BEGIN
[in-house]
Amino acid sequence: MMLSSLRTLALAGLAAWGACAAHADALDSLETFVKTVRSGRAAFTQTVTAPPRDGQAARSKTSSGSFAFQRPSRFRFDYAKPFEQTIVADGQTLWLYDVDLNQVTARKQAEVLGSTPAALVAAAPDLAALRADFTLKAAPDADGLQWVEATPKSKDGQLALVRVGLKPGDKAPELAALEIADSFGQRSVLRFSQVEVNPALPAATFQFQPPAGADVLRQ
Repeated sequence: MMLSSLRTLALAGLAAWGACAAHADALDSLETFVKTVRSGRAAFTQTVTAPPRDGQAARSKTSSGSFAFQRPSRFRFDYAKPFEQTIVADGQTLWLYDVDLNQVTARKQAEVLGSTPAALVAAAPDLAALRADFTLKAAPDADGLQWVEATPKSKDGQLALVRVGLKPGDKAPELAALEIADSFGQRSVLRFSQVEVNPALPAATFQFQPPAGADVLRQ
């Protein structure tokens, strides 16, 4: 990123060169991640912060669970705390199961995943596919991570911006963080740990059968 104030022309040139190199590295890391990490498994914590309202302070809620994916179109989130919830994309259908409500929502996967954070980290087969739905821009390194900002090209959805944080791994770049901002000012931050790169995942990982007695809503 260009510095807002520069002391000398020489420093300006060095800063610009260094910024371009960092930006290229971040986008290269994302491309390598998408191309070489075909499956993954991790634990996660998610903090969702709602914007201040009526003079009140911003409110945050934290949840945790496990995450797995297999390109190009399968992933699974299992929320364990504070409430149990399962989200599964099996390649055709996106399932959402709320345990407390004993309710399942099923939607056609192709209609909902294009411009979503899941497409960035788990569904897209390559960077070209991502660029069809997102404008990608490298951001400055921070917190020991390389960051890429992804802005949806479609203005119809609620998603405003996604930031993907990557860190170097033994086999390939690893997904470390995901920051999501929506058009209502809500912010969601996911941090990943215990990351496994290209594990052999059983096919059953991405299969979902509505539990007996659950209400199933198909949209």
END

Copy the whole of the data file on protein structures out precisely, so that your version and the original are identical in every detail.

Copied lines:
[in-house]
Amino acid sequence: MMLSSLRTLALAGLAAWGACAAHADALDSLETFVKTVRSGRAAFTQTVTAPPRDGQAARSKTSSGSFAFQRPSRFRFDYAKPFEQTIVADGQTLWLYDVDLNQVTARKQAEVLGSTPAALVAAAPDLAALRADFTLKAAPDADGLQWVEATPKSKDGQLALVRVGLKPGDKAPELAALEIADSFGQRSVLRFSQVEVNPALPAATFQFQPPAGADVLRQ
Repeated sequence: MMLSSLRTLALAGLAAWGACAAHADALDSLETFVKTVRSGRAAFTQTVTAPPRDGQAARSKTSSGSFAFQRPSRFRFDYAKPFEQTIVADGQTLWLYDVDLNQVTARKQAEVLGSTPAALVAAAPDLAALRADFTLKAAPDADGLQWVEATPKSKDGQLALVRVGLKPGDKAPELAALEIADSFGQRSVLRFSQVEVNPALPAATFQFQPPAGADVLRQ
């Protein structure tokens, strides 16, 4: 990123060169991640912060669970705390199961995943596919991570911006963080740990059968 104030022309040139190199590295890391990490498994914590309202302070809620994916179109989130919830994309259908409500929502996967954070980290087969739905821009390194900002090209959805944080791994770049901002000012931050790169995942990982007695809503 260009510095807002520069002391000398020489420093300006060095800063610009260094910024371009960092930006290229971040986008290269994302491309390598998408191309070489075909499956993954991790634990996660998610903090969702709602914007201040009526003079009140911003409110945050934290949840945790496990995450797995297999390109190009399968992933699974299992929320364990504070409430149990399962989200599964099996390649055709996106399932959402709320345990407390004993309710399942099923939607056609192709209609909902294009411009979503899941497409960035788990569904897209390559960077070209991502660029069809997102404008990608490298951001400055921070917190020991390389960051890429992804802005949806479609203005119809609620998603405003996604930031993907990557860190170097033994086999390939690893997904470390995901920051999501929506058009209502809500912010969601996911941090990943215990990351496994290209594990052999059983096919059953991405299969979902509505539990007996659950209400199933198909949209």